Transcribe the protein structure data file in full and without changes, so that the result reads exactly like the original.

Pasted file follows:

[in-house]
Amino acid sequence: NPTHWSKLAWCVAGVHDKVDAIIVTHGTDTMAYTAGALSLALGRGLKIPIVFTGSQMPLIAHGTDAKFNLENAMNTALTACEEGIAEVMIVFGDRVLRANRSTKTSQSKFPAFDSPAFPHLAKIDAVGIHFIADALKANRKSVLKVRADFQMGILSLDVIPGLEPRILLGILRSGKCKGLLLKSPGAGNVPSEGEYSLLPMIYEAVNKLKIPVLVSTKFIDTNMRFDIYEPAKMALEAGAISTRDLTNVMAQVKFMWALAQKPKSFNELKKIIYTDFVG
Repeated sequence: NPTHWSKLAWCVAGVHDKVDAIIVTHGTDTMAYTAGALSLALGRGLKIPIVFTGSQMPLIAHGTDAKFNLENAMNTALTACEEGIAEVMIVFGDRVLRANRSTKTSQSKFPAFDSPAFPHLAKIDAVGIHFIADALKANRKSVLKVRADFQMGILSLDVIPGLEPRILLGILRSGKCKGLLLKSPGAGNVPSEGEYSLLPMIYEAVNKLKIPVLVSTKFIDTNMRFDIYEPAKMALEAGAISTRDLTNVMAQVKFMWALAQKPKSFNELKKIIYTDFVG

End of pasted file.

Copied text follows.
[in-house]
Amino acid sequence: NPTHWSKLAWCVAGVHDKVDAIIVTHGTDTMAYTAGALSLALGRGLKIPIVFTGSQMPLIAHGTDAKFNLENAMNTALTACEEGIAEVMIVFGDRVLRANRSTKTSQSKFPAFDSPAFPHLAKIDAVGIHFIADALKANRKSVLKVRADFQMGILSLDVIPGLEPRILLGILRSGKCKGLLLKSPGAGNVPSEGEYSLLPMIYEAVNKLKIPVLVSTKFIDTNMRFDIYEPAKMALEAGAISTRDLTNVMAQVKFMWALAQKPKSFNELKKIIYTDFVG
Repeated sequence: NPTHWSKLAWCVAGVHDKVDAIIVTHGTDTMAYTAGALSLALGRGLKIPIVFTGSQMPLIAHGTDAKFNLENAMNTALTACEEGIAEVMIVFGDRVLRANRSTKTSQSKFPAFDSPAFPHLAKIDAVGIHFIADALKANRKSVLKVRADFQMGILSLDVIPGLEPRILLGILRSGKCKGLLLKSPGAGNVPSEGEYSLLPMIYEAVNKLKIPVLVSTKFIDTNMRFDIYEPAKMALEAGAISTRDLTNVMAQVKFMWALAQKPKSFNELKKIIYTDFVG